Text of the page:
The Turnabout of Japan’s Security Policy: Toward “Proactive Pacifism”

Kitaoka Shin’ichi [Profile]

[2014.04.02] Read in: 日本語 | 简体字 | 繁體字 | FRANÇAIS |

At the end of 2013 the establishment of the National Security Council, the formulation of a National Security Strategy, and other moves shed light on new developments in Japan’s security policy. Kitaoka Shin’ichi, president of the International University of Japan, who played a leading role in the policy-making process for these measures, explains the trajectory of recent developments.

Japan’s National Security Council was inaugurated on December 4, 2013, following the November 23 passage of legislation for its establishment. Shortly afterward, on December 6 the Diet passed the State Secrets Protection Law, which is closely connected with the above legislation. This will be enacted within one year. And on December 17 the cabinet of Prime Minister Abe Shinzō adopted the country’s first National Security Strategy(*1) and approved the new National Defense Program Guidelines.(*2) In this essay I will examine the significance of these policies, which were realized one after another.

Strengthening Security Policy in the First Abe Administration (2006–7)

I would first like to identify the vicissitudes that have led to the realization of the above-mentioned policies. The first administration of Abe Shinzō, inaugurated in September 2006, aimed at reinforcing Japan’s security policy and attempted a number of reforms. First, in November of the same year, Abe established and headed the Council on the Strengthening of the Functions of the Prime Minister’s Office Regarding National Security.(*3) The aim of this was to augment the functions of the Kantei (prime minister’s office) as a “control tower” for national security issues. In February 2007, this council proposed the establishment of the NSC as a pillar for enhancing the functions of the Kantei. On that basis, the government compiled a bill to establish the NSC and submitted it to the ordinary Diet session that year. However, the political situation started to fluctuate due to the change of power balance between the governing and opposition parties following the July 2007 House of Councillors election. In addition, Prime Minister Abe’s resignation due to illness prevented the realization of the NSC during his first administration.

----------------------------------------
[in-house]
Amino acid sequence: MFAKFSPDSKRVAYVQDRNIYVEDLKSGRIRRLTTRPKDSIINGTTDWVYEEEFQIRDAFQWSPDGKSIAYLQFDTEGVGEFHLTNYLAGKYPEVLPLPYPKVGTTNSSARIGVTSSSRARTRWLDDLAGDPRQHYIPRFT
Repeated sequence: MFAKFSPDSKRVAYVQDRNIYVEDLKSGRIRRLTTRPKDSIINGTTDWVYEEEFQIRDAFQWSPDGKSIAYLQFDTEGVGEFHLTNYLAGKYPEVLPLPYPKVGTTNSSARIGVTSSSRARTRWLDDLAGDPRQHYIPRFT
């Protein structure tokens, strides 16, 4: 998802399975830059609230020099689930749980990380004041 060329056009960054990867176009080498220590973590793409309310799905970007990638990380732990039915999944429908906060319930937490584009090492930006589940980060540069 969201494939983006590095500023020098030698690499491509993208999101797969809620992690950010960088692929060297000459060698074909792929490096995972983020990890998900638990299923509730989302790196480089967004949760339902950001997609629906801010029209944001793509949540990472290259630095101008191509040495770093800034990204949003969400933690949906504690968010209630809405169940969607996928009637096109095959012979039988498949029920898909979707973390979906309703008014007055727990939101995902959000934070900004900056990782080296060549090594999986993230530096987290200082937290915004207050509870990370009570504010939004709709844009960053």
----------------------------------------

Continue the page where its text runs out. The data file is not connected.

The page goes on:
The following administration of Fukuda Yasuo, inaugurated in September 2007, showed little interest in establishing the NSC. The same administration halted the advancement of NSC-related legislation since it believed that the pre-existing Security Council in the Kantei was functional and needed no replacement. The Security Council was, however, an empty shell. It was common knowledge that it did not constitute an effective venue for policymaking, and it was subject to severe criticism not only within the ruling Liberal Democratic Party, but also from the main opposition party, the Democratic Party of Japan.

The first Abe administration’s second attempt at reforms was the establishment in May 2007 of the Advisory Panel on Reconstruction of the Legal Basis for Security, headed by Yanai Shunji, the former ambassador to the United States. This advisory panel started to scrutinize issues surrounding Japan’s right to collective self-defense, considered impossible according to the current interpretation of the constitution.(*4)

Four types of security issues constituted the advisory panel’s main agenda. These were: (1) whether Japan was able to protect a US naval vessel coming under attack in seas near Japan; (2) whether Japan was able to shoot down a missile passing through Japan’s airspace, but targeting a country other than Japan; (3) whether Japan was able to rescue foreign contingents under attack in the context of United Nations peacekeeping operations; and (4) whether Japan’s considerable inability to provide rear support to foreign contingents during peacekeeping operations was desirable.